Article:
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Gynecological Laparoscopic Surgery


Laparoscopic Hysterectomy

In this type of hysterectomy, the surgeon inserts a thin, lighted telescope-like instrument called a laparoscope and other small surgical instruments into the navel and abdomen through 3 to 4 small incisions, each less than a quarter-inch long. The laparoscope acts like a video camera, guiding the surgeon as she carefully removes the uterus through one of the openings.

Because laparoscopic hysterectomy does not require the surgeon to make a large abdominal incision, it’s a less invasive procedure than traditional methods of hysterectomy.

In a laparoscopic hysterectomy, the cervix, the bottom part of the uterus, may be left intact.

Benefits of laparoscopy hysterectomy include:

  • Better visualization
  • The procedure can often be done outpatient, or involves an overnight hospital stay
  • Less pain medication is required
  • Fewer complications
  • Smaller (hardly visible) scars
  • Back to work sometimes in as little as 1 week.

Diagnostic Laparoscopy

A Diagnostic Laparoscopy helps identify the cause of pain in the abdomen and pelvic area. It is done if other noninvasive tests do not identify the cause of pain. Laparoscopy may detect or diagnose the following conditions:

  • Appendicitis
  • Cancer, such as ovarian cancer
  • Ectopic pregnancy
  • Endometriosis
  • Inflammation of the gallbladder (cholecystitis)
  • Pelvic inflammatory disease

Diagnostic laparoscopy is a procedure that allows the surgeon to look directly at the contents of a patient's abdomen or pelvis, including the fallopian tubes, ovaries, uterus, small bowel, large bowel, appendix, liver, and gallbladder.

The surgeon makes a small cut below the navel area and inserts her instruments under direct visualization.   Carbon dioxide gas is passed into the area to help move the abdominal wall and any organs out of the way, creating a larger space to work in. This helps the surgeon see the area better.

A tube is placed through the cut in your abdominal area. A tiny video camera (laparoscope) goes through this tube and is used to see the inside of your pelvis and abdomen. Additional small cuts may be made if other instruments are needed to get a better view of certain organs.You will have bandages over those small incision areas.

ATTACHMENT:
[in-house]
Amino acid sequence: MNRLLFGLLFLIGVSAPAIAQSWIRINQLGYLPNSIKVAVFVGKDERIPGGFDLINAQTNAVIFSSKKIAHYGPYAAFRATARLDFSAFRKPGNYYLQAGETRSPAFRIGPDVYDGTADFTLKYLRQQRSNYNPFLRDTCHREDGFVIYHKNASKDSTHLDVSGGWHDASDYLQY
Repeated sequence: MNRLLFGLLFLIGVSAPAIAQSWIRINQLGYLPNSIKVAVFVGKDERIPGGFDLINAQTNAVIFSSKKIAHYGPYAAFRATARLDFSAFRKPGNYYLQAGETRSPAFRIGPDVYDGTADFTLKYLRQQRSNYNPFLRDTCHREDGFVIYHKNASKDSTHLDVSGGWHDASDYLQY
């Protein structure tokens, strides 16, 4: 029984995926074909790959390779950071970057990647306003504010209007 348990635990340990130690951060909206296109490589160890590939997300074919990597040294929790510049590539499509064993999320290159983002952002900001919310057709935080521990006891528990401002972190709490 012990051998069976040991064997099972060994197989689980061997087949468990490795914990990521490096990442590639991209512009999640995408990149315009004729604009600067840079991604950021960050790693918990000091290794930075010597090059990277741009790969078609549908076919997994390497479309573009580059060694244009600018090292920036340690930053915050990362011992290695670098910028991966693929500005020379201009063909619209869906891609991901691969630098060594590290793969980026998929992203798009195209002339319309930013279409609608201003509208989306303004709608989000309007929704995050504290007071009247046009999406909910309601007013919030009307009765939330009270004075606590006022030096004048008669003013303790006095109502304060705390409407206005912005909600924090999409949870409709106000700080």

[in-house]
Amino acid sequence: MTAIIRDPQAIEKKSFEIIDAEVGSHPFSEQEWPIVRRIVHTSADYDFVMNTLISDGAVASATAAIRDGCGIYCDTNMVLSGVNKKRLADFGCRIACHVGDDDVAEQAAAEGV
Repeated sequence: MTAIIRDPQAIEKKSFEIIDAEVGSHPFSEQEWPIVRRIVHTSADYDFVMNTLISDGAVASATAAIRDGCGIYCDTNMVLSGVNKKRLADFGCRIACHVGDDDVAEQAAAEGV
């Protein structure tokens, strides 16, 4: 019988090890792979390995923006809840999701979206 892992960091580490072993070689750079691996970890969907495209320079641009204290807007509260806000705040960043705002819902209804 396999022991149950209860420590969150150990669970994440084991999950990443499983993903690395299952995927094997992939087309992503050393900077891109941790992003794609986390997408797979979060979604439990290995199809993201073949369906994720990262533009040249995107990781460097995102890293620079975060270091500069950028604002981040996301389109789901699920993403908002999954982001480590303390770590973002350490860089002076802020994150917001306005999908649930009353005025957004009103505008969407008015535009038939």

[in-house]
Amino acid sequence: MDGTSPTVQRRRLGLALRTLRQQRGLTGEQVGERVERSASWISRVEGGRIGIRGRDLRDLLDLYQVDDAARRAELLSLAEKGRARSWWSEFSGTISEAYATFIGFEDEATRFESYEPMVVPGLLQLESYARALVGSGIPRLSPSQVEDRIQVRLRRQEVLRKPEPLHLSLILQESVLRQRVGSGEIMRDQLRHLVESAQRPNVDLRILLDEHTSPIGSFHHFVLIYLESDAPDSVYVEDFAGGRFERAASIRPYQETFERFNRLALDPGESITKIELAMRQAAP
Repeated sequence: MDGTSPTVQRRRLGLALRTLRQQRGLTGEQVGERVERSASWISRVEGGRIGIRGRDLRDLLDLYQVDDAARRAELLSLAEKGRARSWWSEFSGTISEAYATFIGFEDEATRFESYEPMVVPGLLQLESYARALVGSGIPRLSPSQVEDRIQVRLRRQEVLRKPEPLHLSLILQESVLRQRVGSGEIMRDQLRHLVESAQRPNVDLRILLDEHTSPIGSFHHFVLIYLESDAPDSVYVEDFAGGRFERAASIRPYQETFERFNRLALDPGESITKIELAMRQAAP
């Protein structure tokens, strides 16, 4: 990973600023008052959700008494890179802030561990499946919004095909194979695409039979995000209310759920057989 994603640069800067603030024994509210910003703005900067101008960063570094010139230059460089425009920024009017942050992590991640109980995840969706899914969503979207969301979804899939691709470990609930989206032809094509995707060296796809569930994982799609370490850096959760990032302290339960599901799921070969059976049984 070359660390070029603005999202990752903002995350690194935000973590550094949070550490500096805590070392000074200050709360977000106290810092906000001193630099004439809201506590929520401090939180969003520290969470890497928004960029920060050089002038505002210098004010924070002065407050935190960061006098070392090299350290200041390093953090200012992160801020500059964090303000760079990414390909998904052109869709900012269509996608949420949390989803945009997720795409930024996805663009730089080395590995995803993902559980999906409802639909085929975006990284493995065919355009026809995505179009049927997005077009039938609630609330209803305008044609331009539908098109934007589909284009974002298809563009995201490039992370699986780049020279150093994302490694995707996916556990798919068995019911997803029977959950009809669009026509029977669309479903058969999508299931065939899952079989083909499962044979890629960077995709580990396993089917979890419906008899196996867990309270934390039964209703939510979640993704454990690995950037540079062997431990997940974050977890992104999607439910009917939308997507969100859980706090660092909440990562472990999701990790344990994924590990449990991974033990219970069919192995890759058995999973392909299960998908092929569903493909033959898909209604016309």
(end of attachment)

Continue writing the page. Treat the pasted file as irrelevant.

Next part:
Laparoscopic Ovarian Cystectomy (Removal of Cysts)

An ovarian cystectomy procedure removes cysts from an affected ovary and in most cases ovaries are left intact. In order to rule out the possibility of ovarian cancer, your doctor may also biopsy any tissue that has been removed.

A cystectomy may be required if a cyst:

  • Affects fertility
  • Bleeds
  • Causes pain
  • Doesn't go away after several periods
  • Grows larger over several cycles
  • Shows signs of being malignant

A laparoscopic cystectomy procedure is a relatively minor surgery, usually lasting no longer than an hour. The doctor places the patient under general anesthesia, and inserts a thin tube called a laparoscope through several small incisions in the abdomen. She then threads surgical tools and a fiber-optic camera through the laparoscope to perform the cystectomy (removal of cysts).  Laparoscopic ovarian cystectomy recovery times are also shorter for than those of a traditional open abdominal cystectomy procedure.

Laparoscopic Lysis of Adhesions

Adhesions are abnormal attachments between abdominal organs of all sorts. Because internal organs normally move independently of each other, adhesions can affect the functioning of organs and may result in chronic abdominal pain. Before the laparoscopic technique was developed, adhesions were often left untreated.  With the development of minimally invasive surgery, adhesions can now be removed with little internal and external scarring.

Your surgeon will make three to four small incisions, and insert tube-like instruments through them. The abdomen will be filled with gas to help the surgeon view the abdominal cavity. A camera will be inserted through one of the tubes.  In this manner, the surgeon will be able to work inside your abdomen without making a larger incision.Once the adhesions are identified, they are cut to free the organs from each other. The laparoscopic devices arethen removed, and the incisions are closed.

Laparoscopic Colpopexy (Vaginal Vault Suspension)

Laparoscopic Colpopexy is a minimally invasive surgical technique to treat pelvic organ prolapse, which is when the vagina and the surrounding organs lose their support and fall from their normal positions. It provides a safe and durable method for reconstruction of the pelvic floor and its contents without the need for a large abdominal incision. The goal of laparoscopic colpopexy is to re-suspend the vagina and associated pelvic organs through the key-hole incisions. Often, a laparoscopic colpopexy is combined with a cystocele and/or rectocele repair. In the case of stress urinary incontinence, a vaginal sling procedure may be performed in conjunction with the laparoscopic colpopexy.

Convenient Location


Armity A. Simon, M.D.
Tara Brodkin, M.D.
9070 E. Desert Cove Ave.
Suite 102
Scottsdale, AZ 85260
Tel:  480-860-2322
Fax: 480-860-2433

Gynemedic (Dr. Simon’s Patients Only)
16421 N. Tatum Blvd.
Suite 201
Phoenix, AZ 85032
Tel:  602-904-1111
Fax: 602-795-0969
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